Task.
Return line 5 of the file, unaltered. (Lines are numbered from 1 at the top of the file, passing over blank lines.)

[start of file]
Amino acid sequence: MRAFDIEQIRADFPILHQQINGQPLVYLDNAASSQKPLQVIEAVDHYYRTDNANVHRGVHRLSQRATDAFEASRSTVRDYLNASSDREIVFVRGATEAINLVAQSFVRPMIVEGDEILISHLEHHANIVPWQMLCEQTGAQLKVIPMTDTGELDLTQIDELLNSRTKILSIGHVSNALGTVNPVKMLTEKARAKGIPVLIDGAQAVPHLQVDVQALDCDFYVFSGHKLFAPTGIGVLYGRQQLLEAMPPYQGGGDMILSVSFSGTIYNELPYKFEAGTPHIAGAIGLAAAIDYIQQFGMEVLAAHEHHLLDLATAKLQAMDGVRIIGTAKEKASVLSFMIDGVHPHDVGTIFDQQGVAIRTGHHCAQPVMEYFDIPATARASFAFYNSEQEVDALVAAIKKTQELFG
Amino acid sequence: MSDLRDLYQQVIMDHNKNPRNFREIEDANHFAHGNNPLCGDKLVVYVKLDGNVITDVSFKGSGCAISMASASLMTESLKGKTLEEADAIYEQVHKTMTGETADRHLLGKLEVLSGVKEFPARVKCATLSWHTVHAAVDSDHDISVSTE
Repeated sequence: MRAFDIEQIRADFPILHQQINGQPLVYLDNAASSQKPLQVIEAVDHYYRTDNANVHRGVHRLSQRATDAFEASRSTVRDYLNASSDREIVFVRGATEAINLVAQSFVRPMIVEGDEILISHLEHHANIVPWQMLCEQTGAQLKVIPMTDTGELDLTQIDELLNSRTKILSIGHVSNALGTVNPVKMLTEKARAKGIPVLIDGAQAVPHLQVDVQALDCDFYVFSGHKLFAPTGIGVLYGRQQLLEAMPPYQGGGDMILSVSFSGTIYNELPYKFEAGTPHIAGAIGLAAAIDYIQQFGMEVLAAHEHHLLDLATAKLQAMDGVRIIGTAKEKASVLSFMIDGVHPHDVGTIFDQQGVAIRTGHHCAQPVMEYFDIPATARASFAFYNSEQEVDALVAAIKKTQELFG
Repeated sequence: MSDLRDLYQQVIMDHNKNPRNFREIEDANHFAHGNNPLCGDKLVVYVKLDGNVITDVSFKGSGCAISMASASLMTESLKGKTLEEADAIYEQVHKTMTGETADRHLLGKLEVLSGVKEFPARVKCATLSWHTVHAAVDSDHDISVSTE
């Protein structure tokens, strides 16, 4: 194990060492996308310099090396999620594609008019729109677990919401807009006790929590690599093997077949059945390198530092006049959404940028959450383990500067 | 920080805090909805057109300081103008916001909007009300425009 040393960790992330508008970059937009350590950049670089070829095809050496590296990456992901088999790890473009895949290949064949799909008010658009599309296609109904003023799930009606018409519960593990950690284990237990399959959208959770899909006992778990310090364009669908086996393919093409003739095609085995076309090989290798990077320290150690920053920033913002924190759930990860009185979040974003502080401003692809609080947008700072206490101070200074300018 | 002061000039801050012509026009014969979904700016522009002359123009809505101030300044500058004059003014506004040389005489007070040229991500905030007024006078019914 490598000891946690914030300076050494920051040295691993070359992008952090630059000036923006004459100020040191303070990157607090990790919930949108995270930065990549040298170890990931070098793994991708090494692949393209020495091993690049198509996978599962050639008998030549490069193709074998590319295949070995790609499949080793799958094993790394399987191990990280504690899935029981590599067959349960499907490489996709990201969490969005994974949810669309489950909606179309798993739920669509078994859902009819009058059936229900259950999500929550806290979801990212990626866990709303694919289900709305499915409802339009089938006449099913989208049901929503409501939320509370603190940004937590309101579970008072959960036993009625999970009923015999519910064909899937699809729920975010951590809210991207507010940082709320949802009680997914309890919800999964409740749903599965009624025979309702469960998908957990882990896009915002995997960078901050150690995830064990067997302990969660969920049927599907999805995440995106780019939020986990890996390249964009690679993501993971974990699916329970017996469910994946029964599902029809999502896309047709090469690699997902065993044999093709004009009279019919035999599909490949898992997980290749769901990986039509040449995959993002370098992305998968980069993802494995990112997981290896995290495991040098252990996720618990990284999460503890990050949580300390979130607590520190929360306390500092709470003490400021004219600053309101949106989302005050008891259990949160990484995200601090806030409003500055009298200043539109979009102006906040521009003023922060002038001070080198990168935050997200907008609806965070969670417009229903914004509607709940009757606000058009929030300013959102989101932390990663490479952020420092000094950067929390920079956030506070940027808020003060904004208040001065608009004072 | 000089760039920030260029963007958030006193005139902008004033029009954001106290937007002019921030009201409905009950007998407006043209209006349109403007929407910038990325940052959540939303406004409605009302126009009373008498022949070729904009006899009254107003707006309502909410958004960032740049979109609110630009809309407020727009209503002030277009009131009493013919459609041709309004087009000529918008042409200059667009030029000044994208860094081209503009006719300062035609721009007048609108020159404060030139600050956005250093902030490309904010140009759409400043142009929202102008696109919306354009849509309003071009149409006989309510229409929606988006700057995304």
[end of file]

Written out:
């Protein structure tokens, strides 16, 4: 194990060492996308310099090396999620594609008019729109677990919401807009006790929590690599093997077949059945390198530092006049959404940028959450383990500067 | 920080805090909805057109300081103008916001909007009300425009 040393960790992330508008970059937009350590950049670089070829095809050496590296990456992901088999790890473009895949290949064949799909008010658009599309296609109904003023799930009606018409519960593990950690284990237990399959959208959770899909006992778990310090364009669908086996393919093409003739095609085995076309090989290798990077320290150690920053920033913002924190759930990860009185979040974003502080401003692809609080947008700072206490101070200074300018 | 002061000039801050012509026009014969979904700016522009002359123009809505101030300044500058004059003014506004040389005489007070040229991500905030007024006078019914 490598000891946690914030300076050494920051040295691993070359992008952090630059000036923006004459100020040191303070990157607090990790919930949108995270930065990549040298170890990931070098793994991708090494692949393209020495091993690049198509996978599962050639008998030549490069193709074998590319295949070995790609499949080793799958094993790394399987191990990280504690899935029981590599067959349960499907490489996709990201969490969005994974949810669309489950909606179309798993739920669509078994859902009819009058059936229900259950999500929550806290979801990212990626866990709303694919289900709305499915409802339009089938006449099913989208049901929503409501939320509370603190940004937590309101579970008072959960036993009625999970009923015999519910064909899937699809729920975010951590809210991207507010940082709320949802009680997914309890919800999964409740749903599965009624025979309702469960998908957990882990896009915002995997960078901050150690995830064990067997302990969660969920049927599907999805995440995106780019939020986990890996390249964009690679993501993971974990699916329970017996469910994946029964599902029809999502896309047709090469690699997902065993044999093709004009009279019919035999599909490949898992997980290749769901990986039509040449995959993002370098992305998968980069993802494995990112997981290896995290495991040098252990996720618990990284999460503890990050949580300390979130607590520190929360306390500092709470003490400021004219600053309101949106989302005050008891259990949160990484995200601090806030409003500055009298200043539109979009102006906040521009003023922060002038001070080198990168935050997200907008609806965070969670417009229903914004509607709940009757606000058009929030300013959102989101932390990663490479952020420092000094950067929390920079956030506070940027808020003060904004208040001065608009004072 | 000089760039920030260029963007958030006193005139902008004033029009954001106290937007002019921030009201409905009950007998407006043209209006349109403007929407910038990325940052959540939303406004409605009302126009009373008498022949070729904009006899009254107003707006309502909410958004960032740049979109609110630009809309407020727009209503002030277009009131009493013919459609041709309004087009000529918008042409200059667009030029000044994208860094081209503009006719300062035609721009007048609108020159404060030139600050956005250093902030490309904010140009759409400043142009929202102008696109919306354009849509309003071009149409006989309510229409929606988006700057995304």